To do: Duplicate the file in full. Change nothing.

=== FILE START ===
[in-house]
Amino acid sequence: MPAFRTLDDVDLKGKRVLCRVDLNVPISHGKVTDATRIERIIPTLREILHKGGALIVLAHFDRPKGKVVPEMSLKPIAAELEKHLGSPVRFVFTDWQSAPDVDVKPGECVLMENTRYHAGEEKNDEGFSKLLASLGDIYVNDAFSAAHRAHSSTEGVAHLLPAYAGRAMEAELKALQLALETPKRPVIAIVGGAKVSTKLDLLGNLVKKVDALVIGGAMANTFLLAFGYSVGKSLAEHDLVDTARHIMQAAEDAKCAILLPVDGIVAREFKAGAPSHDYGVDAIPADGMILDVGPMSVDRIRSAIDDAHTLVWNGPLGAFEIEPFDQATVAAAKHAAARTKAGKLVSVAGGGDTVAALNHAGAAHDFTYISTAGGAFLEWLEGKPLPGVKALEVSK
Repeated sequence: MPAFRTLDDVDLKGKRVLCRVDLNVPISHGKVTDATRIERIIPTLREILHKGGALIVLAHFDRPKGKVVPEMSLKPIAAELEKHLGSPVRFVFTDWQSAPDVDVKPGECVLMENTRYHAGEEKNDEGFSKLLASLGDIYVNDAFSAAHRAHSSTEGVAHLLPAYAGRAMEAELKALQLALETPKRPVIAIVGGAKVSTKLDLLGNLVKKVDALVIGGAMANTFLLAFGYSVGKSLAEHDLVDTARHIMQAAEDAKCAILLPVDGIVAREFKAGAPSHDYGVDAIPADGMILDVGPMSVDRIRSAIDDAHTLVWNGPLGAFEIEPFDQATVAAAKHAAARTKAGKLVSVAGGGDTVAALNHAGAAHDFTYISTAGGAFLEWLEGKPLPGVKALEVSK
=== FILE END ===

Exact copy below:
[in-house]
Amino acid sequence: MPAFRTLDDVDLKGKRVLCRVDLNVPISHGKVTDATRIERIIPTLREILHKGGALIVLAHFDRPKGKVVPEMSLKPIAAELEKHLGSPVRFVFTDWQSAPDVDVKPGECVLMENTRYHAGEEKNDEGFSKLLASLGDIYVNDAFSAAHRAHSSTEGVAHLLPAYAGRAMEAELKALQLALETPKRPVIAIVGGAKVSTKLDLLGNLVKKVDALVIGGAMANTFLLAFGYSVGKSLAEHDLVDTARHIMQAAEDAKCAILLPVDGIVAREFKAGAPSHDYGVDAIPADGMILDVGPMSVDRIRSAIDDAHTLVWNGPLGAFEIEPFDQATVAAAKHAAARTKAGKLVSVAGGGDTVAALNHAGAAHDFTYISTAGGAFLEWLEGKPLPGVKALEVSK
Repeated sequence: MPAFRTLDDVDLKGKRVLCRVDLNVPISHGKVTDATRIERIIPTLREILHKGGALIVLAHFDRPKGKVVPEMSLKPIAAELEKHLGSPVRFVFTDWQSAPDVDVKPGECVLMENTRYHAGEEKNDEGFSKLLASLGDIYVNDAFSAAHRAHSSTEGVAHLLPAYAGRAMEAELKALQLALETPKRPVIAIVGGAKVSTKLDLLGNLVKKVDALVIGGAMANTFLLAFGYSVGKSLAEHDLVDTARHIMQAAEDAKCAILLPVDGIVAREFKAGAPSHDYGVDAIPADGMILDVGPMSVDRIRSAIDDAHTLVWNGPLGAFEIEPFDQATVAAAKHAAARTKAGKLVSVAGGGDTVAALNHAGAAHDFTYISTAGGAFLEWLEGKPLPGVKALEVSK